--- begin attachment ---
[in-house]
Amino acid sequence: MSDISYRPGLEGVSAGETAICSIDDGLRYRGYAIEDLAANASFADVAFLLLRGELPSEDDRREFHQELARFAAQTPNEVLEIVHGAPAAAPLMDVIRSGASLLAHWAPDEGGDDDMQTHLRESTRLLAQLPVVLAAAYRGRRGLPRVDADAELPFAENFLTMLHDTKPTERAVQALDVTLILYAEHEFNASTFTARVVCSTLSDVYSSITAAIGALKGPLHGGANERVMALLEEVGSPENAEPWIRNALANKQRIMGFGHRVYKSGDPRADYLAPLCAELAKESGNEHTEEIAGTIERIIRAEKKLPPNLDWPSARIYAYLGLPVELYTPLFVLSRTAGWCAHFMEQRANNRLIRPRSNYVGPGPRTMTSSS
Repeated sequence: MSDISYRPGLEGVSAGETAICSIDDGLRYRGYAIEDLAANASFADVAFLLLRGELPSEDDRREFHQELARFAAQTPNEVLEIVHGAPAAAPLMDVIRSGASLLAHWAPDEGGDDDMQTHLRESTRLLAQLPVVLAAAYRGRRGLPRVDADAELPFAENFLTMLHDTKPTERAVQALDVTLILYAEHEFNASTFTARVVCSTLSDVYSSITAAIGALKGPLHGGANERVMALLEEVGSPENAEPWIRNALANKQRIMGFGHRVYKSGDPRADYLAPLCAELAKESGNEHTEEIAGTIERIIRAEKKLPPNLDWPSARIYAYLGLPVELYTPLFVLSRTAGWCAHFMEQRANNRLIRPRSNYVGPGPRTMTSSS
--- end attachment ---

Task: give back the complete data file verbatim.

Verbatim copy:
[in-house]
Amino acid sequence: MSDISYRPGLEGVSAGETAICSIDDGLRYRGYAIEDLAANASFADVAFLLLRGELPSEDDRREFHQELARFAAQTPNEVLEIVHGAPAAAPLMDVIRSGASLLAHWAPDEGGDDDMQTHLRESTRLLAQLPVVLAAAYRGRRGLPRVDADAELPFAENFLTMLHDTKPTERAVQALDVTLILYAEHEFNASTFTARVVCSTLSDVYSSITAAIGALKGPLHGGANERVMALLEEVGSPENAEPWIRNALANKQRIMGFGHRVYKSGDPRADYLAPLCAELAKESGNEHTEEIAGTIERIIRAEKKLPPNLDWPSARIYAYLGLPVELYTPLFVLSRTAGWCAHFMEQRANNRLIRPRSNYVGPGPRTMTSSS
Repeated sequence: MSDISYRPGLEGVSAGETAICSIDDGLRYRGYAIEDLAANASFADVAFLLLRGELPSEDDRREFHQELARFAAQTPNEVLEIVHGAPAAAPLMDVIRSGASLLAHWAPDEGGDDDMQTHLRESTRLLAQLPVVLAAAYRGRRGLPRVDADAELPFAENFLTMLHDTKPTERAVQALDVTLILYAEHEFNASTFTARVVCSTLSDVYSSITAAIGALKGPLHGGANERVMALLEEVGSPENAEPWIRNALANKQRIMGFGHRVYKSGDPRADYLAPLCAELAKESGNEHTEEIAGTIERIIRAEKKLPPNLDWPSARIYAYLGLPVELYTPLFVLSRTAGWCAHFMEQRANNRLIRPRSNYVGPGPRTMTSSS